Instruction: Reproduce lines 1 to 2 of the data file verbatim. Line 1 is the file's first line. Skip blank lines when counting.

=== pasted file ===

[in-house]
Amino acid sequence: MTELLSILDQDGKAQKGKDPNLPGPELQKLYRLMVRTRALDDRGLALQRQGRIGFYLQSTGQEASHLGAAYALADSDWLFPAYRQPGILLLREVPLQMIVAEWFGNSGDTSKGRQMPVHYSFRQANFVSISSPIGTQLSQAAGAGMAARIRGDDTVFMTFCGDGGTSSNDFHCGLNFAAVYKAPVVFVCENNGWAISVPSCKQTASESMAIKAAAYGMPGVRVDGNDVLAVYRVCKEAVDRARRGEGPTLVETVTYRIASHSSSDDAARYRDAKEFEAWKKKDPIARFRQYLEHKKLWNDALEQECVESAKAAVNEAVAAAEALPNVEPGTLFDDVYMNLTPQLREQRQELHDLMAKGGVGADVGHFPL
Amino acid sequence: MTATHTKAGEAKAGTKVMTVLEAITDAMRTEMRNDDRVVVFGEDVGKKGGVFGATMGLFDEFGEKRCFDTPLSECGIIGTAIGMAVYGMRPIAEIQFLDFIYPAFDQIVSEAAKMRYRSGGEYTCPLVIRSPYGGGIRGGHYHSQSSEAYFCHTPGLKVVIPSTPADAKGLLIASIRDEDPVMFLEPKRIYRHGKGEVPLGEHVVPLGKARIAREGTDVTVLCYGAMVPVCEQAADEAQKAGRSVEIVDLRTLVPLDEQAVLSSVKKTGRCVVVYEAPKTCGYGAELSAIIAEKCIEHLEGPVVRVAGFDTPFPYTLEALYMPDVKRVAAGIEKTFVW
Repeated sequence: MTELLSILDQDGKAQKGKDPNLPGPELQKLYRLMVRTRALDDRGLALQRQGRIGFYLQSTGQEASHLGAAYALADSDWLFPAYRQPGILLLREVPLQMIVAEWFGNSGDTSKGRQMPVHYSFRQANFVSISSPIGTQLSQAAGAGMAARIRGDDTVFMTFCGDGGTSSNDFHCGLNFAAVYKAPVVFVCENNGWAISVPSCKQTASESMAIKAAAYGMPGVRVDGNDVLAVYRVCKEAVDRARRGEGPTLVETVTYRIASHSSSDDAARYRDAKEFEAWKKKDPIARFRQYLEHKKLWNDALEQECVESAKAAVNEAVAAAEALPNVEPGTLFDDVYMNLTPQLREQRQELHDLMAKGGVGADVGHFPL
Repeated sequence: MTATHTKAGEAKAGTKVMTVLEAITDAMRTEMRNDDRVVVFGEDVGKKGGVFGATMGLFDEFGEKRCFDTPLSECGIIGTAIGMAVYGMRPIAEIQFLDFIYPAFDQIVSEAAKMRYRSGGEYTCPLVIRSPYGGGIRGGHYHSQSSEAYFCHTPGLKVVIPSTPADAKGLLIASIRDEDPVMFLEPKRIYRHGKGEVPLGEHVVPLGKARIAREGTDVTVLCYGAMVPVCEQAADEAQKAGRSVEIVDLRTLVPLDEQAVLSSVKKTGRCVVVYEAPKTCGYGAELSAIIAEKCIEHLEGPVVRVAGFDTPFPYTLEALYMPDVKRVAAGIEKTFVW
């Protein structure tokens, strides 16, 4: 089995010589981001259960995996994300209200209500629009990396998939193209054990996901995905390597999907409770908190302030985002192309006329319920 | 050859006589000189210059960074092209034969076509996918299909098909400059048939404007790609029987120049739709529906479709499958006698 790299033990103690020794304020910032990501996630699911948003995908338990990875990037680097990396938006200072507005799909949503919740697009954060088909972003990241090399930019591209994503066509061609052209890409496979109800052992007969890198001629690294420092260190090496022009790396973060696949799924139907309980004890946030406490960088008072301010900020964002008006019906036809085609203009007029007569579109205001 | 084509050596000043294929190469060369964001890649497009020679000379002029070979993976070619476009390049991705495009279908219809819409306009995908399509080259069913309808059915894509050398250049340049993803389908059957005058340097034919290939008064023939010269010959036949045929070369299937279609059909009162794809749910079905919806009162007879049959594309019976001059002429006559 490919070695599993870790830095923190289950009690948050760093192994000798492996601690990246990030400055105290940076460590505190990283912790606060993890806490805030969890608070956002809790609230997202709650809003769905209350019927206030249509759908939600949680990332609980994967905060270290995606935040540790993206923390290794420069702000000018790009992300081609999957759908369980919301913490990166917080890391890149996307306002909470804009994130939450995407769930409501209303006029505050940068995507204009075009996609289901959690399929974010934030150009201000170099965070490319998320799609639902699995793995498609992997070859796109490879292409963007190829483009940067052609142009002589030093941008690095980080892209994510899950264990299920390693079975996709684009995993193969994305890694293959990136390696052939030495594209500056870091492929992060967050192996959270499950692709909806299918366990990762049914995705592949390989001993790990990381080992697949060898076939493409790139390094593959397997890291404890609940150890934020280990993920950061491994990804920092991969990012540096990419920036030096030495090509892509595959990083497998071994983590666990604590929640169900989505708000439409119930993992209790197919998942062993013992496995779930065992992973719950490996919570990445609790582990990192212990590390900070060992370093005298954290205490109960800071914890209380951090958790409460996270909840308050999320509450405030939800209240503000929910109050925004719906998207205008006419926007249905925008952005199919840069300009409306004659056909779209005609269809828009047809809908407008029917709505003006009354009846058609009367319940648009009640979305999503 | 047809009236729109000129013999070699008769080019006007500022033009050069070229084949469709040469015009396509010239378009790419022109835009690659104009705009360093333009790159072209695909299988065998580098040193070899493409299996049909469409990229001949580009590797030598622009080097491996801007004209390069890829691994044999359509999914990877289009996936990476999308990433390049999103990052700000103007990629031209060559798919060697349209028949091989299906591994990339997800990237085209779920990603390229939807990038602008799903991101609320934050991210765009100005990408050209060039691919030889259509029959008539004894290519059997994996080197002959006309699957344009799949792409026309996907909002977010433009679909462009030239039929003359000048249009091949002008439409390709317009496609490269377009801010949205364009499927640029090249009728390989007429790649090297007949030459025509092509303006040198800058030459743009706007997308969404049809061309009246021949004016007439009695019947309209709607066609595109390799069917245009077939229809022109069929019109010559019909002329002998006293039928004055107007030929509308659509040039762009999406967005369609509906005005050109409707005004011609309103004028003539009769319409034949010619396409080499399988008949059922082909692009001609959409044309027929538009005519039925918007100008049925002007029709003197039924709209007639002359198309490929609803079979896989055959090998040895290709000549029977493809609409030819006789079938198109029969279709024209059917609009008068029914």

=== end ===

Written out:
[in-house]
Amino acid sequence: MTELLSILDQDGKAQKGKDPNLPGPELQKLYRLMVRTRALDDRGLALQRQGRIGFYLQSTGQEASHLGAAYALADSDWLFPAYRQPGILLLREVPLQMIVAEWFGNSGDTSKGRQMPVHYSFRQANFVSISSPIGTQLSQAAGAGMAARIRGDDTVFMTFCGDGGTSSNDFHCGLNFAAVYKAPVVFVCENNGWAISVPSCKQTASESMAIKAAAYGMPGVRVDGNDVLAVYRVCKEAVDRARRGEGPTLVETVTYRIASHSSSDDAARYRDAKEFEAWKKKDPIARFRQYLEHKKLWNDALEQECVESAKAAVNEAVAAAEALPNVEPGTLFDDVYMNLTPQLREQRQELHDLMAKGGVGADVGHFPL